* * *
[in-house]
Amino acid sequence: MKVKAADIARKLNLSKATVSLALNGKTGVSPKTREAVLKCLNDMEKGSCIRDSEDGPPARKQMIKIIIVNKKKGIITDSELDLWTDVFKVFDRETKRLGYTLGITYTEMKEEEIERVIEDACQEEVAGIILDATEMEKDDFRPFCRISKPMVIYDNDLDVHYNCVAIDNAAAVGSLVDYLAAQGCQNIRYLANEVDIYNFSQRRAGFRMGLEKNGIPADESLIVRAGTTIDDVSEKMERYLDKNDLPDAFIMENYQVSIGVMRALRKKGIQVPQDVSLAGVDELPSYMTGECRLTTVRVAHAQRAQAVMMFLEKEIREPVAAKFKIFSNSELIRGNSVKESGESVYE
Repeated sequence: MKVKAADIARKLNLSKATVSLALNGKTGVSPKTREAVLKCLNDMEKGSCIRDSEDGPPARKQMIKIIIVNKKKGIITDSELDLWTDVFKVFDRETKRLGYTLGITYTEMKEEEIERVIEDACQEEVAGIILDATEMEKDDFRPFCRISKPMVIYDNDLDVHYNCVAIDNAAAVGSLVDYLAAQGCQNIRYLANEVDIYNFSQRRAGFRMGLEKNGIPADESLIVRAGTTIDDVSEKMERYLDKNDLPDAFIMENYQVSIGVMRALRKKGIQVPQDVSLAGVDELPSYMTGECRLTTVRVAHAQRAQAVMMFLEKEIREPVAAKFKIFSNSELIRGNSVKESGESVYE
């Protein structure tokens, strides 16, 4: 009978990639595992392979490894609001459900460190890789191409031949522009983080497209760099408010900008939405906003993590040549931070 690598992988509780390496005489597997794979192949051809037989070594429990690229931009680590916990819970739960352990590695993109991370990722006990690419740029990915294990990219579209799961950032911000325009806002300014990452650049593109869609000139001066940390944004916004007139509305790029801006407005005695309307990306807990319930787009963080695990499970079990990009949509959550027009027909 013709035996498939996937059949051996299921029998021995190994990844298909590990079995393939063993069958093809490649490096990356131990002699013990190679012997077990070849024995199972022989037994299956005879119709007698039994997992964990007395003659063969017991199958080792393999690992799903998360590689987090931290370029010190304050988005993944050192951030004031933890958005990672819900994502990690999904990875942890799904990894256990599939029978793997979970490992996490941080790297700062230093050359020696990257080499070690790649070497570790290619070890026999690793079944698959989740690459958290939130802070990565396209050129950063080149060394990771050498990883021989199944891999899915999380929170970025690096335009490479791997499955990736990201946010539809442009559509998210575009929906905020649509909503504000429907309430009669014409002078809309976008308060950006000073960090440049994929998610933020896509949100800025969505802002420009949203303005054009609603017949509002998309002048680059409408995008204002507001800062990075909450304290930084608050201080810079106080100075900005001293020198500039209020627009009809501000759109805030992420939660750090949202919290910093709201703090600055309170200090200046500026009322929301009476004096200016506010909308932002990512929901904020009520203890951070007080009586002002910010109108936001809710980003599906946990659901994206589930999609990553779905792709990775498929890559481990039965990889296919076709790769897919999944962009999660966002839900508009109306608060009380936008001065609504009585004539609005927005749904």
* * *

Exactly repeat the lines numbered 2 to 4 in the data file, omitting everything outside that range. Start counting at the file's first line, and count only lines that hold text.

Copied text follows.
Amino acid sequence: MKVKAADIARKLNLSKATVSLALNGKTGVSPKTREAVLKCLNDMEKGSCIRDSEDGPPARKQMIKIIIVNKKKGIITDSELDLWTDVFKVFDRETKRLGYTLGITYTEMKEEEIERVIEDACQEEVAGIILDATEMEKDDFRPFCRISKPMVIYDNDLDVHYNCVAIDNAAAVGSLVDYLAAQGCQNIRYLANEVDIYNFSQRRAGFRMGLEKNGIPADESLIVRAGTTIDDVSEKMERYLDKNDLPDAFIMENYQVSIGVMRALRKKGIQVPQDVSLAGVDELPSYMTGECRLTTVRVAHAQRAQAVMMFLEKEIREPVAAKFKIFSNSELIRGNSVKESGESVYE
Repeated sequence: MKVKAADIARKLNLSKATVSLALNGKTGVSPKTREAVLKCLNDMEKGSCIRDSEDGPPARKQMIKIIIVNKKKGIITDSELDLWTDVFKVFDRETKRLGYTLGITYTEMKEEEIERVIEDACQEEVAGIILDATEMEKDDFRPFCRISKPMVIYDNDLDVHYNCVAIDNAAAVGSLVDYLAAQGCQNIRYLANEVDIYNFSQRRAGFRMGLEKNGIPADESLIVRAGTTIDDVSEKMERYLDKNDLPDAFIMENYQVSIGVMRALRKKGIQVPQDVSLAGVDELPSYMTGECRLTTVRVAHAQRAQAVMMFLEKEIREPVAAKFKIFSNSELIRGNSVKESGESVYE
């Protein structure tokens, strides 16, 4: 009978990639595992392979490894609001459900460190890789191409031949522009983080497209760099408010900008939405906003993590040549931070 690598992988509780390496005489597997794979192949051809037989070594429990690229931009680590916990819970739960352990590695993109991370990722006990690419740029990915294990990219579209799961950032911000325009806002300014990452650049593109869609000139001066940390944004916004007139509305790029801006407005005695309307990306807990319930787009963080695990499970079990990009949509959550027009027909 013709035996498939996937059949051996299921029998021995190994990844298909590990079995393939063993069958093809490649490096990356131990002699013990190679012997077990070849024995199972022989037994299956005879119709007698039994997992964990007395003659063969017991199958080792393999690992799903998360590689987090931290370029010190304050988005993944050192951030004031933890958005990672819900994502990690999904990875942890799904990894256990599939029978793997979970490992996490941080790297700062230093050359020696990257080499070690790649070497570790290619070890026999690793079944698959989740690459958290939130802070990565396209050129950063080149060394990771050498990883021989199944891999899915999380929170970025690096335009490479791997499955990736990201946010539809442009559509998210575009929906905020649509909503504000429907309430009669014409002078809309976008308060950006000073960090440049994929998610933020896509949100800025969505802002420009949203303005054009609603017949509002998309002048680059409408995008204002507001800062990075909450304290930084608050201080810079106080100075900005001293020198500039209020627009009809501000759109805030992420939660750090949202919290910093709201703090600055309170200090200046500026009322929301009476004096200016506010909308932002990512929901904020009520203890951070007080009586002002910010109108936001809710980003599906946990659901994206589930999609990553779905792709990775498929890559481990039965990889296919076709790769897919999944962009999660966002839900508009109306608060009380936008001065609504009585004539609005927005749904």